Judge Throws Out Trump’s Countersuit Against Jean Carroll

In a civil trial held this year in Manhattan, former President Donald J. Trump was found responsible for sexually assaulting and defaming writer E. Jean Carroll. On Monday, a federal court rejected Trump’s countersuit against Carroll.

Trump claimed that Carroll had committed defamation by repeatedly saying that, some 30 years ago, he had assaulted her in the dressing room of a New York City department store. While deciding that Carroll had shown sufficient evidence that the former president had sexually assaulted her, the jury in May declined to find Mr. Trump guilty of rape.

In June 2019, when Trump was still in office, Carroll, a former magazine writer, went public with her account of the attack. At the time, he dismissed the claim as “totally false,” calling Carroll a liar and claiming her motivation for making the claim was to promote her upcoming book. As for Carroll, he said he wouldn’t have attacked her since she wasn’t his “type.”

Trump has several civil and criminal legal issues, including three indictments, one of which is for trying to reverse the presidential vote he lost in 2020.

Using a New York statute that gave individuals just one year to file a claim for sexual assault before their 18th birthday, Carroll filed her case against him in 2022 for behavior before his tenure. The jury gave her approximately $3 million because of his defamatory statements and $2 million because of his wrongdoing.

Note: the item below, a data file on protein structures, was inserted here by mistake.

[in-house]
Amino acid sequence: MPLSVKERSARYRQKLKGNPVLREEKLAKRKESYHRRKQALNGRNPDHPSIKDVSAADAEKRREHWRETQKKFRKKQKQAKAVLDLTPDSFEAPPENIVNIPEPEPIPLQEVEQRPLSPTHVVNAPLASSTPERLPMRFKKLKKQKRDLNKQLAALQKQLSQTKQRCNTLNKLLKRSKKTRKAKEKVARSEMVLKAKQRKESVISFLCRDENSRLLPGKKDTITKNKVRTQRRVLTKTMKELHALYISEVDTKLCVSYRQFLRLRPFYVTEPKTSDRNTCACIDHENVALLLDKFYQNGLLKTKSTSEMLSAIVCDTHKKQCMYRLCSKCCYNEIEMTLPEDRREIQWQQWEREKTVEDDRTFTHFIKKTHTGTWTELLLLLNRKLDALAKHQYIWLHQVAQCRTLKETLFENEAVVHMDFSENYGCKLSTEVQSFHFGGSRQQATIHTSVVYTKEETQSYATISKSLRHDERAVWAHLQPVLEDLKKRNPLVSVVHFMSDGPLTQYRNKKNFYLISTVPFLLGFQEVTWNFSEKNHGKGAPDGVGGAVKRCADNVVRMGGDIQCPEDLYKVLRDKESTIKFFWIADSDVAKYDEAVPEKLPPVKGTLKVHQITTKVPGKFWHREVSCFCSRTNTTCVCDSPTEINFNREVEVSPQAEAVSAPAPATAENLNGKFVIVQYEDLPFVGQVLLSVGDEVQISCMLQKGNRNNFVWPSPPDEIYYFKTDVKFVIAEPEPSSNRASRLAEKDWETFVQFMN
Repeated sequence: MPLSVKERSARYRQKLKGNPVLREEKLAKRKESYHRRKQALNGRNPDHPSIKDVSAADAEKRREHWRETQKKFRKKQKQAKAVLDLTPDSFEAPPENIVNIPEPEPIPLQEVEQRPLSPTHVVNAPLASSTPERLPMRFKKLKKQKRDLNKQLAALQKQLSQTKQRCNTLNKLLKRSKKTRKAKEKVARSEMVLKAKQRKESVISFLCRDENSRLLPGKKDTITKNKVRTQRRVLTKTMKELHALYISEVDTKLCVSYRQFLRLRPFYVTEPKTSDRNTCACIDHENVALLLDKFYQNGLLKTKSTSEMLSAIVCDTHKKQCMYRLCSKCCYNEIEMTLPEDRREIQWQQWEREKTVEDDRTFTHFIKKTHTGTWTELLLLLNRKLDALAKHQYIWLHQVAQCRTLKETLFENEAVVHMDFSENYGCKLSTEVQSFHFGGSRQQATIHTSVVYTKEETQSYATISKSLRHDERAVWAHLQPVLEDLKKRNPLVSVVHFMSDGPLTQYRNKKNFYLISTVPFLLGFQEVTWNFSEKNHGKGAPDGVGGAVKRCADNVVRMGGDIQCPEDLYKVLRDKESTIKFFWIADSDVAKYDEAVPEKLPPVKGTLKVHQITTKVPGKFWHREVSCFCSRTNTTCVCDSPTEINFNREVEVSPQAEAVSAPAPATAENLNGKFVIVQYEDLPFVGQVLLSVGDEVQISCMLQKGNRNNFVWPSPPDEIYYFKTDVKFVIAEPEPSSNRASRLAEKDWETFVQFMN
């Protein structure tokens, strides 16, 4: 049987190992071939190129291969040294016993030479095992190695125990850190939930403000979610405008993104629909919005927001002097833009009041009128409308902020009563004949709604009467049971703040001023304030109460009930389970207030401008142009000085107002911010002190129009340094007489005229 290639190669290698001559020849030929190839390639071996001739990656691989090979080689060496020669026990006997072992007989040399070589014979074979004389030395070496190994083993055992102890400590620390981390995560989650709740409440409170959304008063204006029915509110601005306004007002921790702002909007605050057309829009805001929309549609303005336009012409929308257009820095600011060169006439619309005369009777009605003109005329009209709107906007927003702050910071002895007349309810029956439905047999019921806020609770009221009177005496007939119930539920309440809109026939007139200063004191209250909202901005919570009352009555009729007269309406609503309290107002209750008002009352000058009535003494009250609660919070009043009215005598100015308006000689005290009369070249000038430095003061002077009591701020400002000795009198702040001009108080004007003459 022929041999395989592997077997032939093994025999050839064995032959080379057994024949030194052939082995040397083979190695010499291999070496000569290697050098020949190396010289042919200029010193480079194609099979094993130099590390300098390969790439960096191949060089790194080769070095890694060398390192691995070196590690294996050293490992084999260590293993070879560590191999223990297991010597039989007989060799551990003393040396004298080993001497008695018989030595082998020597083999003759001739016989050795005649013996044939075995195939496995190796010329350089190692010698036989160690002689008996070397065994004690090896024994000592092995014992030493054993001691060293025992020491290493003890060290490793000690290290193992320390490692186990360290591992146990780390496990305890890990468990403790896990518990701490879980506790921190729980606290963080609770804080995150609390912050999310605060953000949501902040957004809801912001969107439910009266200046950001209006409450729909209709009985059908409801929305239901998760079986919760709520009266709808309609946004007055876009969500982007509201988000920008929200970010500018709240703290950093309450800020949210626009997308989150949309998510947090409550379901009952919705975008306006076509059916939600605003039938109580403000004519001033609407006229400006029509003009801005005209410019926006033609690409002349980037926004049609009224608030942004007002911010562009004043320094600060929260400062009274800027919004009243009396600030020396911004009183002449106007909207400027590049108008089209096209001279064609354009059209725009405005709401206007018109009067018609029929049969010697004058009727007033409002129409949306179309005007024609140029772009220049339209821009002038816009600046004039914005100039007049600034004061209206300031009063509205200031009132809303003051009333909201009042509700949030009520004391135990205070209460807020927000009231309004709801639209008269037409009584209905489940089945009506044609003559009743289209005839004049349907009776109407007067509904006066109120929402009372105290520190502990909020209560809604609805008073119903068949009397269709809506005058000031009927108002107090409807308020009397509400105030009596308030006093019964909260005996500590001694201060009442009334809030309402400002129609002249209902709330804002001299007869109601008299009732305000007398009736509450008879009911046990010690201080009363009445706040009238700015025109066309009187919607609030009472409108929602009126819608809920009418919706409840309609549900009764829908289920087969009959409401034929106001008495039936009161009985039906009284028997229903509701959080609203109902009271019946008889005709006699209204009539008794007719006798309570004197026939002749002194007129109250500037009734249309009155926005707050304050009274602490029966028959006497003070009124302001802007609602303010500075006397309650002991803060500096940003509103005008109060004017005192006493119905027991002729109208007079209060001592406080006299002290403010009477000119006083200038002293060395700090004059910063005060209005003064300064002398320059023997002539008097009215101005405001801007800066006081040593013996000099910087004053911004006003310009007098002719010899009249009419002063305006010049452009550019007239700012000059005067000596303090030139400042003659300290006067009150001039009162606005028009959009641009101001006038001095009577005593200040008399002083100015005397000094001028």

Trump, vying for reelection, filed a countersuit in June, claiming that Carroll smeared his character by continuing to accuse him of rape after the jury’s ruling.

According to Monday’s ruling by Judge Lewis A. Kaplan, the jury’s verdict “implicitly determined that Trump had forcibly penetrated Carroll with his fingers,” which, in Judge Kaplan’s view, constitutes rape in the broader sense of the term (as opposed to the narrower legal definition that the jury was required to consider).

In a defamation lawsuit involving a prominent person, the veracity of an allegation is crucial. In his article, Kaplan argued that this kind of evidence would have to prove that the claims in issue were false and published with “actual malice.”

In a separate defamation action delayed by appeals, Carroll is demanding millions more because Trump severely damaged her professional and personal image by labeling her a liar while he was in office. The trial, postponed while Trump claimed he was immune because of his office, is now set to begin in January.